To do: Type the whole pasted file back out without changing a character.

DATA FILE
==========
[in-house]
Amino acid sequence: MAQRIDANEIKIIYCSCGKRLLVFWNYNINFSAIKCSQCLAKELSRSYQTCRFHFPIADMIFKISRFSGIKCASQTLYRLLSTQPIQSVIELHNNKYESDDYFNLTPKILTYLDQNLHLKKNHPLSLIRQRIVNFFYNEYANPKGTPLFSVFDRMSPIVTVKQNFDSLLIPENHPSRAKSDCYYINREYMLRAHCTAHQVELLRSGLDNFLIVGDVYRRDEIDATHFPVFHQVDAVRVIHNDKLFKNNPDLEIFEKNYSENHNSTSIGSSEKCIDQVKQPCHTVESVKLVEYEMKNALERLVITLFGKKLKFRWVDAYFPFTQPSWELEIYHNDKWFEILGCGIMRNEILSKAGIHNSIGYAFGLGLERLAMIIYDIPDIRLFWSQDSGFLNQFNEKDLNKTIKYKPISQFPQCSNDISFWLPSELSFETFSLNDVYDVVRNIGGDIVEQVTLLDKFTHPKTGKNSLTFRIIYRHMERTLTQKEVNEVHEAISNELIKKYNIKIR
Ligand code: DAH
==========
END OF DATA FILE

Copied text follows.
[in-house]
Amino acid sequence: MAQRIDANEIKIIYCSCGKRLLVFWNYNINFSAIKCSQCLAKELSRSYQTCRFHFPIADMIFKISRFSGIKCASQTLYRLLSTQPIQSVIELHNNKYESDDYFNLTPKILTYLDQNLHLKKNHPLSLIRQRIVNFFYNEYANPKGTPLFSVFDRMSPIVTVKQNFDSLLIPENHPSRAKSDCYYINREYMLRAHCTAHQVELLRSGLDNFLIVGDVYRRDEIDATHFPVFHQVDAVRVIHNDKLFKNNPDLEIFEKNYSENHNSTSIGSSEKCIDQVKQPCHTVESVKLVEYEMKNALERLVITLFGKKLKFRWVDAYFPFTQPSWELEIYHNDKWFEILGCGIMRNEILSKAGIHNSIGYAFGLGLERLAMIIYDIPDIRLFWSQDSGFLNQFNEKDLNKTIKYKPISQFPQCSNDISFWLPSELSFETFSLNDVYDVVRNIGGDIVEQVTLLDKFTHPKTGKNSLTFRIIYRHMERTLTQKEVNEVHEAISNELIKKYNIKIR
Ligand code: DAH